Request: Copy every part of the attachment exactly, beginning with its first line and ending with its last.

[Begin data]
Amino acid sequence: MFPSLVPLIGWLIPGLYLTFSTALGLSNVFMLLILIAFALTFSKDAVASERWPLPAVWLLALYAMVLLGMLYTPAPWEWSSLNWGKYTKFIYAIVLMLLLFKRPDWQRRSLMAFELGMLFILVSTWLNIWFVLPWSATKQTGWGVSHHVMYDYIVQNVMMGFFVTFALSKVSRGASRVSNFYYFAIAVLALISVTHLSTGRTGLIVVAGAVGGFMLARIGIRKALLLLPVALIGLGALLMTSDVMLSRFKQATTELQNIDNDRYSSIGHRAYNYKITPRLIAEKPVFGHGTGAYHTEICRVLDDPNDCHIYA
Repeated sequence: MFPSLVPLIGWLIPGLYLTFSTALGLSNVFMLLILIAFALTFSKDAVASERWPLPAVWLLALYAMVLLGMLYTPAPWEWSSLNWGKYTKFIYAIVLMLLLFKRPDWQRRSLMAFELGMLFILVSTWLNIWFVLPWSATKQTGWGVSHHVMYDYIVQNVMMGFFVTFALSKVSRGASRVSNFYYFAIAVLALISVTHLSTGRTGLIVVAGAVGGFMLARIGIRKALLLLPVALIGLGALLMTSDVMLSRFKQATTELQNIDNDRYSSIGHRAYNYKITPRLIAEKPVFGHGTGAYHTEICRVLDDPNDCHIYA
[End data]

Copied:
Amino acid sequence: MFPSLVPLIGWLIPGLYLTFSTALGLSNVFMLLILIAFALTFSKDAVASERWPLPAVWLLALYAMVLLGMLYTPAPWEWSSLNWGKYTKFIYAIVLMLLLFKRPDWQRRSLMAFELGMLFILVSTWLNIWFVLPWSATKQTGWGVSHHVMYDYIVQNVMMGFFVTFALSKVSRGASRVSNFYYFAIAVLALISVTHLSTGRTGLIVVAGAVGGFMLARIGIRKALLLLPVALIGLGALLMTSDVMLSRFKQATTELQNIDNDRYSSIGHRAYNYKITPRLIAEKPVFGHGTGAYHTEICRVLDDPNDCHIYA
Repeated sequence: MFPSLVPLIGWLIPGLYLTFSTALGLSNVFMLLILIAFALTFSKDAVASERWPLPAVWLLALYAMVLLGMLYTPAPWEWSSLNWGKYTKFIYAIVLMLLLFKRPDWQRRSLMAFELGMLFILVSTWLNIWFVLPWSATKQTGWGVSHHVMYDYIVQNVMMGFFVTFALSKVSRGASRVSNFYYFAIAVLALISVTHLSTGRTGLIVVAGAVGGFMLARIGIRKALLLLPVALIGLGALLMTSDVMLSRFKQATTELQNIDNDRYSSIGHRAYNYKITPRLIAEKPVFGHGTGAYHTEICRVLDDPNDCHIYA